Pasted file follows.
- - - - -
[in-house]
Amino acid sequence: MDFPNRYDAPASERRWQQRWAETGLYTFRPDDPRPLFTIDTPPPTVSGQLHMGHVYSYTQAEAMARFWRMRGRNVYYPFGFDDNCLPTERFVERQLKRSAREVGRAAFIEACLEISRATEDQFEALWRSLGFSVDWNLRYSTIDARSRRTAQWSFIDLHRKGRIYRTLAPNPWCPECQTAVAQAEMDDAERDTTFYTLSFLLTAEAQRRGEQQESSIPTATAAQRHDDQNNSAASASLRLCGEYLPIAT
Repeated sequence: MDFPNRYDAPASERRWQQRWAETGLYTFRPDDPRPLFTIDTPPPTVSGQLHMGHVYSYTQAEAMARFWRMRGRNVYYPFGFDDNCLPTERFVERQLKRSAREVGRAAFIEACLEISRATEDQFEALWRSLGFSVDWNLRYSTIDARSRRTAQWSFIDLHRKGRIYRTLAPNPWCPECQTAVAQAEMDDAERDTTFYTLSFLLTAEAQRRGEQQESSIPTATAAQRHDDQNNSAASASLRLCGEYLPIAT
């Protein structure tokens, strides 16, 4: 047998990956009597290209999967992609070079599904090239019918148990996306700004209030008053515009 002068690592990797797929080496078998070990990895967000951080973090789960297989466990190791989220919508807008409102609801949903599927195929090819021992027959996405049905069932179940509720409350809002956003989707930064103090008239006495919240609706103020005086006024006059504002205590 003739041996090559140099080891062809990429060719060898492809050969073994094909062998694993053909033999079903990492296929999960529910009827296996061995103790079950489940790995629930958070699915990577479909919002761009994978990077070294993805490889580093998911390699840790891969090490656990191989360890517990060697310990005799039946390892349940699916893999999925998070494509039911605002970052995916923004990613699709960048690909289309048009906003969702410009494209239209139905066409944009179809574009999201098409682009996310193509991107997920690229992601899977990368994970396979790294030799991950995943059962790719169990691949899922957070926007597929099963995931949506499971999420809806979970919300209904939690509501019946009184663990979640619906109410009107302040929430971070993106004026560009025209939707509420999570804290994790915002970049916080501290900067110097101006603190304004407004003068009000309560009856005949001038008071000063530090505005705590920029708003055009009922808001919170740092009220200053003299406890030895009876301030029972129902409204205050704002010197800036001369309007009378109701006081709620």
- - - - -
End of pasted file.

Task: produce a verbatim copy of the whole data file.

[in-house]
Amino acid sequence: MDFPNRYDAPASERRWQQRWAETGLYTFRPDDPRPLFTIDTPPPTVSGQLHMGHVYSYTQAEAMARFWRMRGRNVYYPFGFDDNCLPTERFVERQLKRSAREVGRAAFIEACLEISRATEDQFEALWRSLGFSVDWNLRYSTIDARSRRTAQWSFIDLHRKGRIYRTLAPNPWCPECQTAVAQAEMDDAERDTTFYTLSFLLTAEAQRRGEQQESSIPTATAAQRHDDQNNSAASASLRLCGEYLPIAT
Repeated sequence: MDFPNRYDAPASERRWQQRWAETGLYTFRPDDPRPLFTIDTPPPTVSGQLHMGHVYSYTQAEAMARFWRMRGRNVYYPFGFDDNCLPTERFVERQLKRSAREVGRAAFIEACLEISRATEDQFEALWRSLGFSVDWNLRYSTIDARSRRTAQWSFIDLHRKGRIYRTLAPNPWCPECQTAVAQAEMDDAERDTTFYTLSFLLTAEAQRRGEQQESSIPTATAAQRHDDQNNSAASASLRLCGEYLPIAT
């Protein structure tokens, strides 16, 4: 047998990956009597290209999967992609070079599904090239019918148990996306700004209030008053515009 002068690592990797797929080496078998070990990895967000951080973090789960297989466990190791989220919508807008409102609801949903599927195929090819021992027959996405049905069932179940509720409350809002956003989707930064103090008239006495919240609706103020005086006024006059504002205590 003739041996090559140099080891062809990429060719060898492809050969073994094909062998694993053909033999079903990492296929999960529910009827296996061995103790079950489940790995629930958070699915990577479909919002761009994978990077070294993805490889580093998911390699840790891969090490656990191989360890517990060697310990005799039946390892349940699916893999999925998070494509039911605002970052995916923004990613699709960048690909289309048009906003969702410009494209239209139905066409944009179809574009999201098409682009996310193509991107997920690229992601899977990368994970396979790294030799991950995943059962790719169990691949899922957070926007597929099963995931949506499971999420809806979970919300209904939690509501019946009184663990979640619906109410009107302040929430971070993106004026560009025209939707509420999570804290994790915002970049916080501290900067110097101006603190304004407004003068009000309560009856005949001038008071000063530090505005705590920029708003055009009922808001919170740092009220200053003299406890030895009876301030029972129902409204205050704002010197800036001369309007009378109701006081709620």